David De Vita announced late last week that his famed bookstore, Adán Buenosayres, would be going out of business due to the economic strain caused by the recent dramatic fall in sales of print books. The shop, named after the iconic Argentine novel by Leopoldo Marechal, has been in business for 30 years.

Adan Buenosayres

A line of people about 50 meters long could be seen outside the unassuming bookstore after news spread that Buenosayres would be liquidating its stock and offering huge discounts. After so many years in business, De Vita has accumulated more than 60,000 books. He says that having to close up shop was certainly not something he expected, and he is only looking to cover the cost of severance pay for his three employees with the book sale.

adan buenosayres 2

The problems for Adán Buenosayres began in January of this year. Rising rents and falling sales made the bookstore not only unprofitable, but also not even sustainable as a business. De Vita attributes this to the fact that lamentably, people today have financial priorities that don’t necessarily include buying books. There is no set date for the shop’s final day, but it will likely be at the end of July, since he still has a great deal of inventory to sell.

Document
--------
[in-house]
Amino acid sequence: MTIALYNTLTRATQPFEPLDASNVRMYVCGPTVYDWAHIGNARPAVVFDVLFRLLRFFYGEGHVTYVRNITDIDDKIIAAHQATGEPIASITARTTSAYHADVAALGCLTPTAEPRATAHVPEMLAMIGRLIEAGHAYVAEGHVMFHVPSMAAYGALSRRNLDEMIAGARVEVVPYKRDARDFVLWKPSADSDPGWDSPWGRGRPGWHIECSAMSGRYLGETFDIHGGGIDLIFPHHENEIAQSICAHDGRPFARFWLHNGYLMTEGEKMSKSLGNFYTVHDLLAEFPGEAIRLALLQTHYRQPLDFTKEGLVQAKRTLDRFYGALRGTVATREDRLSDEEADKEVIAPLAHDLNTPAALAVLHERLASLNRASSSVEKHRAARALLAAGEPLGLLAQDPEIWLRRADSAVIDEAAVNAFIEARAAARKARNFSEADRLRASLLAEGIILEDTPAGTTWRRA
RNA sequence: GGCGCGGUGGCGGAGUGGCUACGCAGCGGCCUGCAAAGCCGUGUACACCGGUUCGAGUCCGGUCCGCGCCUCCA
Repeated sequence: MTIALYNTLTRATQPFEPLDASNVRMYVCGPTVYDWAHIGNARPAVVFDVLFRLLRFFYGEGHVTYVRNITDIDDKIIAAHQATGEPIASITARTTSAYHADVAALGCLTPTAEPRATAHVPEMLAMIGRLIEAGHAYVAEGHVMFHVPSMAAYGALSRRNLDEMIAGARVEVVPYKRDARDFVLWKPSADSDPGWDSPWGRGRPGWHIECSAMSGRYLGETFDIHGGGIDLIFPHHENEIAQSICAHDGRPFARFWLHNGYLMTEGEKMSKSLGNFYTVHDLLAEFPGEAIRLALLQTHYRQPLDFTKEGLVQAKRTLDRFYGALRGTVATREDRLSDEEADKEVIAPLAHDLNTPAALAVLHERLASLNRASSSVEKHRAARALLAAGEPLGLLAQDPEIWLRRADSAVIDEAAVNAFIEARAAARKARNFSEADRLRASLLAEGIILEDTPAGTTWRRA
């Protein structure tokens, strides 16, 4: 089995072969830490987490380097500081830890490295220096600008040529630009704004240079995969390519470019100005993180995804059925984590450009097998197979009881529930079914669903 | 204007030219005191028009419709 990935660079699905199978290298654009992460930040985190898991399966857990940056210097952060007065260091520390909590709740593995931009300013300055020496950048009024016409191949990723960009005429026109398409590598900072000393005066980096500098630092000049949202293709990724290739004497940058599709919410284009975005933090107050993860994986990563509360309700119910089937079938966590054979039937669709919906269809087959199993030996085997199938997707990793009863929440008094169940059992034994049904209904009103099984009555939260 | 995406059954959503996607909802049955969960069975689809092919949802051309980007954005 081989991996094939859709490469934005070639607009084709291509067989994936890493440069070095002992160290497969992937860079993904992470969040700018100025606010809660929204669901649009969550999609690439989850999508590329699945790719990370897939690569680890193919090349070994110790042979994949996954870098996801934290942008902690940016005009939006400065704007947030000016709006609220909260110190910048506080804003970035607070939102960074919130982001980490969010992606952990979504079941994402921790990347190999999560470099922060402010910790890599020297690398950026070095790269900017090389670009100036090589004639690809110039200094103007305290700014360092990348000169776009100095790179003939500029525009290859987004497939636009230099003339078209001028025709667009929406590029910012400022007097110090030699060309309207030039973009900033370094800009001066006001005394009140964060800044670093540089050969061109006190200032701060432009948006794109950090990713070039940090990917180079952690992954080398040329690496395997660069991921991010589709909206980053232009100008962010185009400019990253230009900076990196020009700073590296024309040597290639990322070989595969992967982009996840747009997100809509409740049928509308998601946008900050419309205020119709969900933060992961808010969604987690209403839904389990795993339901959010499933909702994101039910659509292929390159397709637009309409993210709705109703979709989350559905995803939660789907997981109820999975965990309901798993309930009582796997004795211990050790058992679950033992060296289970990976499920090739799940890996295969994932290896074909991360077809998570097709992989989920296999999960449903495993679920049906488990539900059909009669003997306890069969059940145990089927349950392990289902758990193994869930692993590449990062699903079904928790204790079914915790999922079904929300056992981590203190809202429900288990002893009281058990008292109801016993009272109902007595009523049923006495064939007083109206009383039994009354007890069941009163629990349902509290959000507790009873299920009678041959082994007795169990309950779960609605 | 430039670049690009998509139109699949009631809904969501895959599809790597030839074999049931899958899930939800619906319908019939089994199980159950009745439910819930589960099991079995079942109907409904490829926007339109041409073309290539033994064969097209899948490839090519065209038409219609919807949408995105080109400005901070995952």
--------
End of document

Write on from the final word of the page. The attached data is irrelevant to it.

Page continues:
Unfortunately, its closing seems to be part of a trend and not an isolated event. It comes after the recent closings of the bookstores Prometeo in Palermo and the subsidiary of Distal in Caballito. These are marked examples of casualties of the worst economic first semester in ten years for the industry in Argentina, and a staggering 15% drop in sales compared to this time last year. This isn’t necessarily a result of a move towards digital media, but more of a reflection of the economic situation in Argentina. Falling discretionary income is affecting spending in all areas of culture and the arts according to David, but it doesn’t make the blow any less severe. The bookseller says that despite the fact that his store will be closing its doors forever, he will be a librarian for the rest of his life. He calls his vocation, “an eternal profession.”

Finding any sort of solution to such a complicated problem is not easy, but heading to Adán Buenosayres in the coming days to buy a few books and to show support may help ease his burden.

Adán Buenosayres

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